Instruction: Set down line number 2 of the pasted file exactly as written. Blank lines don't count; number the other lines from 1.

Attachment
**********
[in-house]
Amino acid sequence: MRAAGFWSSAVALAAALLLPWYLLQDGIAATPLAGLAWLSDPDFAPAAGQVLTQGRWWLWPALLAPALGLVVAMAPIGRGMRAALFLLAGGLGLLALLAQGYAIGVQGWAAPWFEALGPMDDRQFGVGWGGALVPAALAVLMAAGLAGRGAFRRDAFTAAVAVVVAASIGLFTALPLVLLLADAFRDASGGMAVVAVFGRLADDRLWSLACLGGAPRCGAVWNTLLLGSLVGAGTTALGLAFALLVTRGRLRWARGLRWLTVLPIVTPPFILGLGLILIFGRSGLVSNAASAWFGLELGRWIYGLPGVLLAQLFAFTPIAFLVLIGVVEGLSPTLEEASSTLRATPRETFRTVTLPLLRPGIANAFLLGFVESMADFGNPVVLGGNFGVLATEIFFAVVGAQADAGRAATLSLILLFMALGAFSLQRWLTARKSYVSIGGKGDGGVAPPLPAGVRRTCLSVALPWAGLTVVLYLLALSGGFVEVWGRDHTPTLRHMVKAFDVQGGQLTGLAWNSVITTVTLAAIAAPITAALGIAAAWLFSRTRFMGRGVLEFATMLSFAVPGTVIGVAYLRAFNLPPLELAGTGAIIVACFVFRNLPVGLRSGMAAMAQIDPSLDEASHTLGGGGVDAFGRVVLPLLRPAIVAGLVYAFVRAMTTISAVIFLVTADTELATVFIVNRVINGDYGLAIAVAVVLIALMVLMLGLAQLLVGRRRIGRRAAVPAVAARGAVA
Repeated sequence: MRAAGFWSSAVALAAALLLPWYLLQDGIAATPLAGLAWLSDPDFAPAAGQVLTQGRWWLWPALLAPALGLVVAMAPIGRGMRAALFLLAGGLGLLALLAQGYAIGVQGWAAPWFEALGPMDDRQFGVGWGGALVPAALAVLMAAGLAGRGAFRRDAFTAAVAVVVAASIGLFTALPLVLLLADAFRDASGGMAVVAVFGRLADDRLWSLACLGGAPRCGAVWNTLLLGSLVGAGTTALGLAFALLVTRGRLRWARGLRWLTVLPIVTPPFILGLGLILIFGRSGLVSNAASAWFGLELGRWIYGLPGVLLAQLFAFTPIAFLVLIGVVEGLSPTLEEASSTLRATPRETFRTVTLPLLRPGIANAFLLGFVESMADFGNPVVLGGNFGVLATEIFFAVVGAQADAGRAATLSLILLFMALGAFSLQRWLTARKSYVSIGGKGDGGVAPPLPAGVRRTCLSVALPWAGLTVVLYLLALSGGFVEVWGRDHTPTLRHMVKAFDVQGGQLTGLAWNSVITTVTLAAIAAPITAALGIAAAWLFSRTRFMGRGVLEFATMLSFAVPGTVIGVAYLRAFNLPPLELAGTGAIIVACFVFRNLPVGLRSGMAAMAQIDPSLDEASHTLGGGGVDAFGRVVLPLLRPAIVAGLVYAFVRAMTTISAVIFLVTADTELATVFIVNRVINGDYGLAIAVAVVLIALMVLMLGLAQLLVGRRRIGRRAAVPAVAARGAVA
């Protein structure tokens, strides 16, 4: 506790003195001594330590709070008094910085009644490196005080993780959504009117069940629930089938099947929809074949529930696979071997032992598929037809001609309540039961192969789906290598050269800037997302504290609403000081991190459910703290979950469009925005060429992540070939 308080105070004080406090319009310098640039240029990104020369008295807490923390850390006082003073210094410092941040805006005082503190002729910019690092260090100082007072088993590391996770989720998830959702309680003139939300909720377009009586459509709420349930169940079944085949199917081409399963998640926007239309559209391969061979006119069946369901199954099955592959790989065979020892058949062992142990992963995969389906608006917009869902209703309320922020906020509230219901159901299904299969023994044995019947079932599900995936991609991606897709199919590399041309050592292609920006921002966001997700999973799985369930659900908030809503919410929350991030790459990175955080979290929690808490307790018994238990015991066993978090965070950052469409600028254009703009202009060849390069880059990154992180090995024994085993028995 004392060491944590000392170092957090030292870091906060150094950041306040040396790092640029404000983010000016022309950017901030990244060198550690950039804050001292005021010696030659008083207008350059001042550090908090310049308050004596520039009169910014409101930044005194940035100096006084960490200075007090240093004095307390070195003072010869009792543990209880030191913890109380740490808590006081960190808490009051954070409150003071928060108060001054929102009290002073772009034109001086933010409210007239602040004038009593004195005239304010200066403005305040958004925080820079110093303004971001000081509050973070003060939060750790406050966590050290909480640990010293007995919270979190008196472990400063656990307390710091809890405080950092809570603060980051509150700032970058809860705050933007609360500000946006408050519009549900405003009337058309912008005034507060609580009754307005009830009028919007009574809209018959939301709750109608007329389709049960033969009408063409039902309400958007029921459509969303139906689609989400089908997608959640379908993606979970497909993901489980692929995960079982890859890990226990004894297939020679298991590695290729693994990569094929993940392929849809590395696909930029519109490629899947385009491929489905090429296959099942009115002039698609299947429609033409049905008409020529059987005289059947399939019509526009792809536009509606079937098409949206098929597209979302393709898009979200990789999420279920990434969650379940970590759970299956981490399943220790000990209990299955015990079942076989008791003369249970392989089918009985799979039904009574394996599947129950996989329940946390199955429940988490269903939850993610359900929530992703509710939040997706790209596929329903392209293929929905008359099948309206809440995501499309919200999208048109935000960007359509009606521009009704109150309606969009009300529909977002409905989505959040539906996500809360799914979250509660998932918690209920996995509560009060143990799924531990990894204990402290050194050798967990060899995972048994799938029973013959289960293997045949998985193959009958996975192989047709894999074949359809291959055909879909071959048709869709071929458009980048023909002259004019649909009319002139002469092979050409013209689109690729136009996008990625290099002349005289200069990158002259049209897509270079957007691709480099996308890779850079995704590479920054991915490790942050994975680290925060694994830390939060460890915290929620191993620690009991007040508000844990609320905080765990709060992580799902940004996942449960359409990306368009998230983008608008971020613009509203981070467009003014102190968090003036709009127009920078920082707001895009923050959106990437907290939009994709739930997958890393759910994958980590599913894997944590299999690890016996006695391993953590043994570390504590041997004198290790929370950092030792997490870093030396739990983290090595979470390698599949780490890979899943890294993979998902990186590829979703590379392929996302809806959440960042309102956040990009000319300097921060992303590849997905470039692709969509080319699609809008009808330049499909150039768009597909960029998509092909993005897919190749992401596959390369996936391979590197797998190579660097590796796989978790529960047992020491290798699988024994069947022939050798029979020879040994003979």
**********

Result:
Amino acid sequence: MRAAGFWSSAVALAAALLLPWYLLQDGIAATPLAGLAWLSDPDFAPAAGQVLTQGRWWLWPALLAPALGLVVAMAPIGRGMRAALFLLAGGLGLLALLAQGYAIGVQGWAAPWFEALGPMDDRQFGVGWGGALVPAALAVLMAAGLAGRGAFRRDAFTAAVAVVVAASIGLFTALPLVLLLADAFRDASGGMAVVAVFGRLADDRLWSLACLGGAPRCGAVWNTLLLGSLVGAGTTALGLAFALLVTRGRLRWARGLRWLTVLPIVTPPFILGLGLILIFGRSGLVSNAASAWFGLELGRWIYGLPGVLLAQLFAFTPIAFLVLIGVVEGLSPTLEEASSTLRATPRETFRTVTLPLLRPGIANAFLLGFVESMADFGNPVVLGGNFGVLATEIFFAVVGAQADAGRAATLSLILLFMALGAFSLQRWLTARKSYVSIGGKGDGGVAPPLPAGVRRTCLSVALPWAGLTVVLYLLALSGGFVEVWGRDHTPTLRHMVKAFDVQGGQLTGLAWNSVITTVTLAAIAAPITAALGIAAAWLFSRTRFMGRGVLEFATMLSFAVPGTVIGVAYLRAFNLPPLELAGTGAIIVACFVFRNLPVGLRSGMAAMAQIDPSLDEASHTLGGGGVDAFGRVVLPLLRPAIVAGLVYAFVRAMTTISAVIFLVTADTELATVFIVNRVINGDYGLAIAVAVVLIALMVLMLGLAQLLVGRRRIGRRAAVPAVAARGAVA